As Assistant Commissioner for Women’s Health at the Food and Drug Administration (FDA), Marsha B. Henderson directs the Office of Women’s Health. She has led women’s health research and educational programs at FDA for over 14 years.

Q: How does FDA work to protect and promote the health of women?

A: We provide women with the information they need to make decisions about the drugs and other medical products they use for themselves and their families. We support scientific and educational projects that promote a better understanding of health conditions that affect women. We also support research that looks for potential differences in how men and women respond to medicines.

Q: Can you provide an example of how men and women differ in response to medicines?

A: Medicines can sometimes cause people to have an irregular heart beat. This affects part of the heart’s electrical cycle called the QT interval, and blood doesn’t pump in and out of the heart at the right pace. This could lead to heart attacks or sudden death. We discovered that certain medicines cause this problem more often in women than in men.

My office provided the initial research grant that allowed scientists at FDA and Georgetown University to study this problem. Additional studies were conducted, and several drugs were removed from the market. FDA now requires that new products be studied to ensure that they do not affect the QT interval—a potentially life-saving requirement.

Q: Your office also works to ensure that women are included in clinical trials. Why is that important?

A: It’s now very clear that medicines and diseases often affect our bodies differently. Women’s body structure can also affect how well devices like hip implants and heart stents work for us. Having women included in clinical trials provides FDA with information that can be used to make better decisions about product safety for both men and women.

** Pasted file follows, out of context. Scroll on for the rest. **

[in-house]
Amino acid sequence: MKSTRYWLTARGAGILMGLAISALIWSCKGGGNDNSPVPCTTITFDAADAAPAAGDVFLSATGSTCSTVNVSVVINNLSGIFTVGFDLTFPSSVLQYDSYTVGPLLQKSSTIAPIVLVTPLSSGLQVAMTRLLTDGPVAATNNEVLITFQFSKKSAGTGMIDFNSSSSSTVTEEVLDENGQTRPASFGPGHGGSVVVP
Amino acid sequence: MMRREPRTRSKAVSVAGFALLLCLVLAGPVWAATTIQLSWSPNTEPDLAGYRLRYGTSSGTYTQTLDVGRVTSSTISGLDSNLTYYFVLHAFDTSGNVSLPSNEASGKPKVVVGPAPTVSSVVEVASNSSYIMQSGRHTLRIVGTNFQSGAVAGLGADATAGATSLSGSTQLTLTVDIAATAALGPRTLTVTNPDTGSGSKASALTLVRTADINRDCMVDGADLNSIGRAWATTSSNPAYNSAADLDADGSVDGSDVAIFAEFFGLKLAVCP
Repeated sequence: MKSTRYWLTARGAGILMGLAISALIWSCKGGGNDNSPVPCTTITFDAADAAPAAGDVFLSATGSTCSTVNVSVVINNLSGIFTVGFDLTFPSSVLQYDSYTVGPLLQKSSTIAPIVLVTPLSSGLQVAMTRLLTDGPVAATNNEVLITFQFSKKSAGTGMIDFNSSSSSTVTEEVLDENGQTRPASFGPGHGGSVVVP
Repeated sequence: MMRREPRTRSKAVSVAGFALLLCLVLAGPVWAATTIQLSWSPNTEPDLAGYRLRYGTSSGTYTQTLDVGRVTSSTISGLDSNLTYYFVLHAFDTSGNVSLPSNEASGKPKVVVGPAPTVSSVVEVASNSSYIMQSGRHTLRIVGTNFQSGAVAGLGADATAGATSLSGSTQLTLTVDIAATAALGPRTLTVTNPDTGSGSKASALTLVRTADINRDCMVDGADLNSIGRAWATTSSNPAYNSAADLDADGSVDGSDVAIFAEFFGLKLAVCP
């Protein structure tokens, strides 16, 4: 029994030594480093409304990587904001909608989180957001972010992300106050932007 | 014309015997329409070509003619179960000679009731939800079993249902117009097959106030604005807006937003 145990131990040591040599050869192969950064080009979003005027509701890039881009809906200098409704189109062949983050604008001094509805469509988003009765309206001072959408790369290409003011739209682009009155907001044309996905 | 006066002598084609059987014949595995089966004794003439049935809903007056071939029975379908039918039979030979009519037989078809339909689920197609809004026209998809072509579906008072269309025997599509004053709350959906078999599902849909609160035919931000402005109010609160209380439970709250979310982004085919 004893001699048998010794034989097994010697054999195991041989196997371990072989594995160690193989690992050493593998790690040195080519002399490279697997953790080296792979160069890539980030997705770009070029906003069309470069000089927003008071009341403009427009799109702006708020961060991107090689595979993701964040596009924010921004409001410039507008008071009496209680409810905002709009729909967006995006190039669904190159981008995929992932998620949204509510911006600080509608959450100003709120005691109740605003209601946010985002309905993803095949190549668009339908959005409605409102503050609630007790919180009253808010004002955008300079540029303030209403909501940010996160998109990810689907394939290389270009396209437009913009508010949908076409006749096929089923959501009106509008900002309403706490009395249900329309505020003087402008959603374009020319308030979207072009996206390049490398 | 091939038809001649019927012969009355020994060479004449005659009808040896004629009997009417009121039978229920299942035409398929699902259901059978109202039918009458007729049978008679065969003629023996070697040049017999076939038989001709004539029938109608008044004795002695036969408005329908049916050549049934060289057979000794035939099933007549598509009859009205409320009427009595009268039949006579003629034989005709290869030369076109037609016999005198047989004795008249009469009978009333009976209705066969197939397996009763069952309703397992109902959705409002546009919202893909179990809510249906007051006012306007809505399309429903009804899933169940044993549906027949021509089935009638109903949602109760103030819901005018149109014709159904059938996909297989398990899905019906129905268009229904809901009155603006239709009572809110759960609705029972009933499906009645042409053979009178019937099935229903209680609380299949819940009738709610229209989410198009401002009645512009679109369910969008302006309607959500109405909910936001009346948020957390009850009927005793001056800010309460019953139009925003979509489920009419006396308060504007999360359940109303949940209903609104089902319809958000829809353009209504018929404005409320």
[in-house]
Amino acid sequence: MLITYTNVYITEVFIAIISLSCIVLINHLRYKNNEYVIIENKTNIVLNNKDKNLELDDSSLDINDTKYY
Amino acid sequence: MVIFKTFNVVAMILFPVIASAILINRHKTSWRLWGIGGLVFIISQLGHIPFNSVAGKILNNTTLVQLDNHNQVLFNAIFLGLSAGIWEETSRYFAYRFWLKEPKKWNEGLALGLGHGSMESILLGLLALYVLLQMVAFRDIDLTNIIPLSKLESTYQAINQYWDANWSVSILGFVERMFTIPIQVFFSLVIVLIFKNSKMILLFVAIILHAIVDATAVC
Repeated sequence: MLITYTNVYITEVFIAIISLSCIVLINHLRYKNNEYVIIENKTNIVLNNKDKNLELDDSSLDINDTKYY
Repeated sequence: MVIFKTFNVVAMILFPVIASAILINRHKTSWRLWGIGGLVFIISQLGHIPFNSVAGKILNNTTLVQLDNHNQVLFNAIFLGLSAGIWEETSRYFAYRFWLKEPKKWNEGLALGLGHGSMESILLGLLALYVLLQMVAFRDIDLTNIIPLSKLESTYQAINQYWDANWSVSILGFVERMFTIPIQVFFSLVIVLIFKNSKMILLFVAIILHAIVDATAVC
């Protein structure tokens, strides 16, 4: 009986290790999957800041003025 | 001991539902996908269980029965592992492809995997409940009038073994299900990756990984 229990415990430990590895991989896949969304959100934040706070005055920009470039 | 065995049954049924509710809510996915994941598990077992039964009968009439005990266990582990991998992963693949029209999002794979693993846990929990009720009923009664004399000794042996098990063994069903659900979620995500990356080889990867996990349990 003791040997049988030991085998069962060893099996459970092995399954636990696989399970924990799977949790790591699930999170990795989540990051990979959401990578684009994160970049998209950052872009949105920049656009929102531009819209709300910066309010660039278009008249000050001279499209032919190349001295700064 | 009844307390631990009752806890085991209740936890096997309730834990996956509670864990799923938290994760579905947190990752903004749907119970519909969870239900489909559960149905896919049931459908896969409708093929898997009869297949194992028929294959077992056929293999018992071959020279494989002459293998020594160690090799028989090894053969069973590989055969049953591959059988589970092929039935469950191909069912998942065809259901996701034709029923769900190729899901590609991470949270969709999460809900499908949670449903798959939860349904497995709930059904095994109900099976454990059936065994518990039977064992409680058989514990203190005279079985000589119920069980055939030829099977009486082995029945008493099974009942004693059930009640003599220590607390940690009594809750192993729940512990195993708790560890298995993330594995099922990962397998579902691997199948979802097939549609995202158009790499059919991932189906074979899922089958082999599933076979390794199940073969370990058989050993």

Q: Why have there been fewer women than men included in clinical trials?

A: In the 1960s, there were public health tragedies in other countries where babies were born with birth defects because their mothers took a medicine called thalidomide during pregnancy. Thanks to Dr. Frances Kelsey, a FDA scientist, we did not approve the drug for sale in the U.S. at that time. So, the problem did not affect as many women in this country. Nonetheless, the horror of thalidomide influenced FDA to set rules in 1977 that basically excluded women from participating in clinical trials. The ban was lifted in 1993. The Office of Women’s Health led this effort and worked with FDA’s review centers to change the regulations. The inclusion of women is much better today. Because some challenges remain, we continue to support projects on women in clinical research.

Q: What else are you working on?

A: The Office of Women’s Health has an outreach program called “Take Time to Care” that connects women with easy-to-read materials and videos on everything from diabetes to hair dyes.

Q: How do you get the information to women?

A: Women can watch the videos and get free copies of our materials online at http://www.fda.gov/womens. We also work with a national network of partners who help disseminate our information. Our partners have ranged from health clinics and colleges to chain drug stores and the syndicated advice column “Dear Abby.”

Q: Dear Abby?

A: Yes. For several years, the “Dear Abby” column has announced our information kits during National Women’s Health Week in May to its 110 million readers. Partners like “Dear Abby” and Parade magazine have helped us reach out to women who wouldn’t necessarily think to look to FDA for free health information.